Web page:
9. Haemostasis 1 Flashcards Preview

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Flashcards in 9. Haemostasis 1 Deck (25):

Define haemostasasis

The stopping of blood flow


How is coagulation initially stimulated?

Stimulated by vessel injury - there is an exposure of collage and this leads to the 'platelet release reaction'
The vessel injury also results in the release of tissue factor, which activates the 'coagulation cascade'

NB. vessel injury also stimulates vasoconstriction to reduce blood flow


Briefly describe the platelet release reaction

Release of serotonin which leads to vasoconstriction
Release of Thromboxane A2 and ADP which results in platelet aggregation
Release of platelet phospholipid which activates the coagulation cascade

SO all the components of anticoagulation are dependant on the platelet release reaction


What is meant by primary haeomostasis and briefly describe this

Primary haemostasis refers to the formation of the primary platelet plug
This occurs due to the platelet aggregation and reduced blood flow created from the platelet release reaction


What is meany by secondary haemostasis and briefly describe this

This is the coagulation cascade
Leads to the formation of thrombin and then fibrin which transforms the primary haemostatic plug into a stable haemostatic plug
I.e. stabilises the primary platelet plug when the plug alone is insufficient to stop the haemorrhage


What is Von Willebrand factor (vWF)?

This is a glycoprotein that circulates in the plasma
vWF is made by cells in the bone marrow and by endothelial cells
Mediates the adherence of platelets to one another and to the sites of vascular damage
Binds to GpIb, GpIX and GpV on the surface of platelets and this activates aggregation of platelets as well as collagen formation


What is Von Willebrand disease?

Autosomal inheritance
Deficient or defective VWF
Means that these patients cannot clot properly and are prone to excessive bleeding


Name two common platelet disorders and they they occur

Bernard Soulier syndrome - lack of GpIb

Glanzmann's syndrome - lack of GPIIb


What are the three stages of primary haemostasis?



Give the mechanism of action of primary haemostasis

(Remember primary haemostasis is the formation of the platelet plug)

1. Adhesion
Damage to the endothelium exposes the subendothelium
The endothelial cells then release VWF
VWF anchors platelets to the subendoethelium via GpIb binding

2. Activation
Thrombin combines with it's receptor on the platelet surface
The platelet then undergoes a shape change
There is a release of thromboxane A2 and ADP from the platelet

3. Aggregation
TXA2 and ADP uncap the fibrinogen receptor on the platelet
The fibrinogen then attaches to GPIIb/GPIIIA
Platelets are then linked together
A water soluble clot is formed


Describe the importance of tissue factor in secondary haemostasis (coagulation cascade)

Tissue factor is necessary for the initiation of coagulation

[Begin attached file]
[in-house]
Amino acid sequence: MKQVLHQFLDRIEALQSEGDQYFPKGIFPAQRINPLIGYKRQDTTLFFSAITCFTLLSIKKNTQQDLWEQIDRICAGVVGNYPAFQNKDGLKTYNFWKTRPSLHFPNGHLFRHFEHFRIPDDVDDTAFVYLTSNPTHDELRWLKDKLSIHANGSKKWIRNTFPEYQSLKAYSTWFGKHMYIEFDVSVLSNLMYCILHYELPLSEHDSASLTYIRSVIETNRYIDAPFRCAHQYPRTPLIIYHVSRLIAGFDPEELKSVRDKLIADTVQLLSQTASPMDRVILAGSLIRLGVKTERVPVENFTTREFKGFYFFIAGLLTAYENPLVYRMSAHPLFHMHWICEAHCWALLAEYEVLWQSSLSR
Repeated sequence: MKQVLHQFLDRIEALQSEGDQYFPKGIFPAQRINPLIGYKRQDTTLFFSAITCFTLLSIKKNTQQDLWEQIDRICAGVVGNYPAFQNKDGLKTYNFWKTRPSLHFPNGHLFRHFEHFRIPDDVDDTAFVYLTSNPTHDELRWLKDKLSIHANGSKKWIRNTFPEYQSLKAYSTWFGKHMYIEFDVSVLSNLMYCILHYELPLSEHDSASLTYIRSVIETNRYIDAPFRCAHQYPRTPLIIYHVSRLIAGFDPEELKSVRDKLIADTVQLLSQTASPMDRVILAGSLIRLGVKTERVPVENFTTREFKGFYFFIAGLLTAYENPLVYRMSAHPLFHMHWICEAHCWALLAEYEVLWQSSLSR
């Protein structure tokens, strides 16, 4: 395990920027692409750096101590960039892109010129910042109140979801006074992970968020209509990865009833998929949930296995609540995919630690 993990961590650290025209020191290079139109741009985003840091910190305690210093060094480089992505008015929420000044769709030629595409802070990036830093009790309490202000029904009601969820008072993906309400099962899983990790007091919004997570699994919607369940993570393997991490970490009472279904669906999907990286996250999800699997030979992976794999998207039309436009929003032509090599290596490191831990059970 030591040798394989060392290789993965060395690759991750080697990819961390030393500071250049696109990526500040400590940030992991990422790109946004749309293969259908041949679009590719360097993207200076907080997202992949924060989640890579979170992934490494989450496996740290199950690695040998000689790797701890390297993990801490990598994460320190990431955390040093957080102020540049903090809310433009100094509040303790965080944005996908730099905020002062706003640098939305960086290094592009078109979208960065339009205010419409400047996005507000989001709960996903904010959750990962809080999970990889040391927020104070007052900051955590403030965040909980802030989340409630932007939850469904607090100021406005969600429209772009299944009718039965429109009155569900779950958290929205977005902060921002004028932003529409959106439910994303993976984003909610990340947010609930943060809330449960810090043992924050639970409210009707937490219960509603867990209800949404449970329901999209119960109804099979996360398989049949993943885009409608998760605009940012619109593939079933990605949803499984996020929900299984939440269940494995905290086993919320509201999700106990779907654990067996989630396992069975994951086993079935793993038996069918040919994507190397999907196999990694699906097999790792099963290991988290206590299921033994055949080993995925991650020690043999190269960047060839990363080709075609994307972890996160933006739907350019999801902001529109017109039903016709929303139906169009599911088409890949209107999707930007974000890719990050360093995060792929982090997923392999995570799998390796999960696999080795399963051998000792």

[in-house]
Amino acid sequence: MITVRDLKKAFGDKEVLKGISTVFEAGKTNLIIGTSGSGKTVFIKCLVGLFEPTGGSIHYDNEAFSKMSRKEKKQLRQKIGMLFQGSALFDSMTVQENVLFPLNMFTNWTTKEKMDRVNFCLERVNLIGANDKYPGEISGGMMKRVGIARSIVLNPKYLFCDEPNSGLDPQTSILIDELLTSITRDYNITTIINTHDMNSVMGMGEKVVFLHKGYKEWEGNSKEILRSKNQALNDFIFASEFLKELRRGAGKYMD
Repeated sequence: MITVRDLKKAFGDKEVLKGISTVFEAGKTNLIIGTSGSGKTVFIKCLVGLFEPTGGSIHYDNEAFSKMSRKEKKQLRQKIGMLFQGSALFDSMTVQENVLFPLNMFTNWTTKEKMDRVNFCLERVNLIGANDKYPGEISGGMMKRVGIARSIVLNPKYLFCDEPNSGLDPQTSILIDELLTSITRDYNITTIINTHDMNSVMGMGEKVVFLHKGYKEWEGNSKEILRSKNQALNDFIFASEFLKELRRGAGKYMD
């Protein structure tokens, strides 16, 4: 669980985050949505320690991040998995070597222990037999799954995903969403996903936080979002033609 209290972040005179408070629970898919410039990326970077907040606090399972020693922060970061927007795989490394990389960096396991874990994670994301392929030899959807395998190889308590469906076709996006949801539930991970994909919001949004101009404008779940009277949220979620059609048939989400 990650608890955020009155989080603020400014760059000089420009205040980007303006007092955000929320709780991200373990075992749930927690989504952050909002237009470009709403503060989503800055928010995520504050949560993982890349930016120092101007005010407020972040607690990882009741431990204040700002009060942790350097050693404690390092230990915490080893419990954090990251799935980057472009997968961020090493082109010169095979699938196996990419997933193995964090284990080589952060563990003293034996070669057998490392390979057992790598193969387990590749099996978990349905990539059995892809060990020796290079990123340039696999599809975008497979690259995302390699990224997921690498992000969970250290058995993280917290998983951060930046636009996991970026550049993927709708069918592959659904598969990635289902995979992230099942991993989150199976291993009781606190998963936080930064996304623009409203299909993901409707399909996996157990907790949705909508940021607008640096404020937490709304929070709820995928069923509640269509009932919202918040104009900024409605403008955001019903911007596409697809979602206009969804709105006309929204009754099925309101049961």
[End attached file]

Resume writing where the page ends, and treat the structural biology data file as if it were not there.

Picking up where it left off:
It is present on the subendothelial tissue
It comes into direct contact with blood upon trauma
It is factor VII dependent
The tissue factor leads to the activation of coagulation factors in the blood at the site of the injury


What is the roll of fibrin in the coagulation cascade?

Fibrin polymers form long chains between platelets in the primary plug to form a more stable clot


How is fibrin formed?

Coagulation factors adhere to platelets and form catalytic complexes
These complexes cause the formation of thrombin
Thrombin converts fibronogen to fibrin


What are the three pathways of the coagulation cascade?

Intrinsic pathway
Extrinsic pathway
Final common pathway


Give the mechanism of the intrinsic pathway of the coagulation cascade

How is this pathway activated?

Activated by subendothelial collagen exposure from trauma

XII --> XIIa
XI --> XIa
IX -->IXa (using Ca2+)
X --> Xa (using VIII)


Give the mechanism of the extrinsic pathway of the coagulation cascade

How is this pathway activated?

Activated by tissue factor released by damaged blood vessels

VII --> VIIa (using tissue factor)
X --> Xa


Give the mechanism of the final common pathway of the coagulation cascade

Prothrombin --> thrombin (using Xa, V and Ca2+)
Fibrinogen --> fibrin (using thrombin)
XIII --> XIIIa (using thrombin)
Fibrin --> stable fibrin clot (using XIIIa)


How is the intrinsic pathway of the coagulation cascade activated?

Activated by sunendothelial collagen exposure from trauma


How is the extrinsic pathway of the coagulation cascade activated?

Activated by tissue factor released by damaged blood vessels


What is APTT (activated partial thromboplastin time)?

The time taken for the intrinsic pathway of the coagulation cascade


What is the prothrombin time?

The time taken for the extrinsic pathway of the coagulation cascade?


What is the thrombin time?

Time taken for the final common pathway of the coagulation cascade


Describe how haemophilia affects the coagulation cascade

Haemophilia A affects factor VIII
Haemophilia B affects factor IX


What are the symptoms of haemophilia?

Soft tissue bleeds
Bleeding into joint cavities
Psoas bleeding
Intracranial bleeds
Bleeding at operative sites


What components are responsible for the regulation of coagulation?

Protein C and S
Fibrnolytic clot